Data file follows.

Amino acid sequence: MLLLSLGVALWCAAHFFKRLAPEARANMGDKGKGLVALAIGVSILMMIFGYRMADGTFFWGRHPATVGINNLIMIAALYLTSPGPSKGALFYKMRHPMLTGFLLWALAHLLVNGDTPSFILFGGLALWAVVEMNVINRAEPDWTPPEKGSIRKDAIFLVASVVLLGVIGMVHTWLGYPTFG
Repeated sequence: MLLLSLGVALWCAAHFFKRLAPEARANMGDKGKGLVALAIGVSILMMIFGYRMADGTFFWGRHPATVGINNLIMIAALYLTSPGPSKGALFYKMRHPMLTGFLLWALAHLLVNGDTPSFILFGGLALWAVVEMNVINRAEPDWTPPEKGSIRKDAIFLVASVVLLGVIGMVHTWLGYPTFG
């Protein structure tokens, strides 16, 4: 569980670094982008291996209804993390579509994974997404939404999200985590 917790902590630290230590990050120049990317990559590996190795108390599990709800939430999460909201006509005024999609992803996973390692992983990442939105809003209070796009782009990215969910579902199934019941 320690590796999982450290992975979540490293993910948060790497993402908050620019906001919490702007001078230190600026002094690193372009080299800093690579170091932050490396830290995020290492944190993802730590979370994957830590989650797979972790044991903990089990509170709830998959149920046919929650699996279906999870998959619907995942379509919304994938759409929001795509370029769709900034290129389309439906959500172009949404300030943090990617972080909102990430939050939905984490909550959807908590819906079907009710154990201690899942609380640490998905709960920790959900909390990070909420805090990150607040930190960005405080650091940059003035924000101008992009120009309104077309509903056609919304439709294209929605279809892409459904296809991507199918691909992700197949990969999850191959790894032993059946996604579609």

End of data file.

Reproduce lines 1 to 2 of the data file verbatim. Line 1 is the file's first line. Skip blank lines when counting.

Amino acid sequence: MLLLSLGVALWCAAHFFKRLAPEARANMGDKGKGLVALAIGVSILMMIFGYRMADGTFFWGRHPATVGINNLIMIAALYLTSPGPSKGALFYKMRHPMLTGFLLWALAHLLVNGDTPSFILFGGLALWAVVEMNVINRAEPDWTPPEKGSIRKDAIFLVASVVLLGVIGMVHTWLGYPTFG
Repeated sequence: MLLLSLGVALWCAAHFFKRLAPEARANMGDKGKGLVALAIGVSILMMIFGYRMADGTFFWGRHPATVGINNLIMIAALYLTSPGPSKGALFYKMRHPMLTGFLLWALAHLLVNGDTPSFILFGGLALWAVVEMNVINRAEPDWTPPEKGSIRKDAIFLVASVVLLGVIGMVHTWLGYPTFG